This June 2019, there were 66,400 mortgage approvals and this overtook the highest number of monthly approvals this year from January. Interestingly, results separate to that of the Bank of England, conducted by NAEA Propertymark, found that whilst this year has hit the highest levels of mortgage approvals, June also saw a slight decrease in people looking for houses.

This information gives a lot of confidence to the rising number of online direct lenders in the mortgage space, including huge volumes done by the likes of Mojo Mortgages, Habito and Trussle.

House hunters were measured by those registered with an estate agent, and decreased throughout the month from 307 to 305. These figures are incredibly similar to findings from the previous year (June 2018), in which results showed an average 308 house hunters. This goes to further to show encouraging signs that some components of the housing market are staying consistently active throughout this period of Brexit-fuelled uncertainty.

The chief economic adviser of EY Item Club Howard Archer commented on these results, stating that “Despite being at a five-month high of 66,440 in June, mortgage approvals were well in the 63,000 to 68,000 range that has broadly held since late 2016.” Mr Archer commented further on this, claiming that “they were also not that far above the average of 65,267 seen over the first half of 2019”. 

In spite of approvals for mortgages being at their highest point for this year, the percentage of sales made to first-time buyers has gone down from June 2018’s 29% to June 2019’s 23%. This decrease is not only reflected on a year by year scale, but can also be seen throughout the beginning half of 2019, the rate of first-time buyers decreasing from 26% to 23% from May to June respectively.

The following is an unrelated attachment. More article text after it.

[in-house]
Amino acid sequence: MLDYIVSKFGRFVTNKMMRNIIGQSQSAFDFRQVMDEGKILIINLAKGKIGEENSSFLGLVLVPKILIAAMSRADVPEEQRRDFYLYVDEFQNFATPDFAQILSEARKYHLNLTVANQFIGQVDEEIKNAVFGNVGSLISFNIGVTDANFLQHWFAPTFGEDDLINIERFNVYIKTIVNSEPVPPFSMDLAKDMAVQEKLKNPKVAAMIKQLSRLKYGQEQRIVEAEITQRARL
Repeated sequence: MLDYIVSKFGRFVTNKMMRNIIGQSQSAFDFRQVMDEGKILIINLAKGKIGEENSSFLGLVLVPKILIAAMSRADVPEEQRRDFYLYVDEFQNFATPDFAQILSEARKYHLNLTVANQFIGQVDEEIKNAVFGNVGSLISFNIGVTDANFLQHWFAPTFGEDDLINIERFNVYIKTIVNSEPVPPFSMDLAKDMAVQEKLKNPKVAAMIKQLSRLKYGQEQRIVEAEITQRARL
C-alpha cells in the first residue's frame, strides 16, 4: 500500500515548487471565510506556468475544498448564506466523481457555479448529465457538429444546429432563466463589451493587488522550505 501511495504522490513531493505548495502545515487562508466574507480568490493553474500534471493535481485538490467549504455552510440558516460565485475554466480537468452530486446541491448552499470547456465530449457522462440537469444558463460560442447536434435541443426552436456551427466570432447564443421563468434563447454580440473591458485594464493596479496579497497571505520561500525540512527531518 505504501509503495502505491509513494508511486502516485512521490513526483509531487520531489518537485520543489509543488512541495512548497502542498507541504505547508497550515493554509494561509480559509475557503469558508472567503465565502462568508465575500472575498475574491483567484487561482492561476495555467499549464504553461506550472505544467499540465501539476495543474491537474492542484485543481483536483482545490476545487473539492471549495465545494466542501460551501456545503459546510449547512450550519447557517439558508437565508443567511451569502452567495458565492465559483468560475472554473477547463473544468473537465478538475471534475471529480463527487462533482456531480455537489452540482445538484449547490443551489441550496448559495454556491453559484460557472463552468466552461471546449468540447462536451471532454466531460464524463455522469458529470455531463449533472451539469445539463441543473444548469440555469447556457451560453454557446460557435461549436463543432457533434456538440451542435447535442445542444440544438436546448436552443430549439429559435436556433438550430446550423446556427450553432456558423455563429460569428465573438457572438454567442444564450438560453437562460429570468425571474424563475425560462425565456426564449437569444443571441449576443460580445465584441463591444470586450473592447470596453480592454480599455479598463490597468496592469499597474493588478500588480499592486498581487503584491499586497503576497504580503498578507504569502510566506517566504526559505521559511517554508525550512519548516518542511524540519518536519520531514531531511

The chief executive of NAEA Propertymark Mark Hayward has also made public statements on the results found by the company, claiming as follows: “Although we’ve seen a slight drop in supply and demand, the housing market is still stronger than expected, showing signs of resilience amid political uncertainty.”

Mr Hayward further stated that “The warmer months can often result in the market quietening down, but we’re not yet experiencing this just yet as demand remains high for the year.” And that “We’ll need to see if this trend continues over the next few month before we can conclusively say that confidence in the market has returned.”

Whilst the approvals for this type of home loan credit are at healthy levels for this year, the amount of consumer credit annually accrued from such things as credit cards and personal loans is at a five-year low. According to figures reported by the Bank of England, consumer credit saw an increase of 5.5% in June, this being the smallest annual growth the country has seen in five years.

EY Item Club’s Howard Archer has made further comments on these results of the country’s annual consumer credit growth, stating that he feels households “have seemingly become relatively careful in their borrowing amid concerns over the economic outlook” and that “It is also evident that consumer credit growth has recently been limited by markedly weaker private car sales as this has reduced demand for car finance.”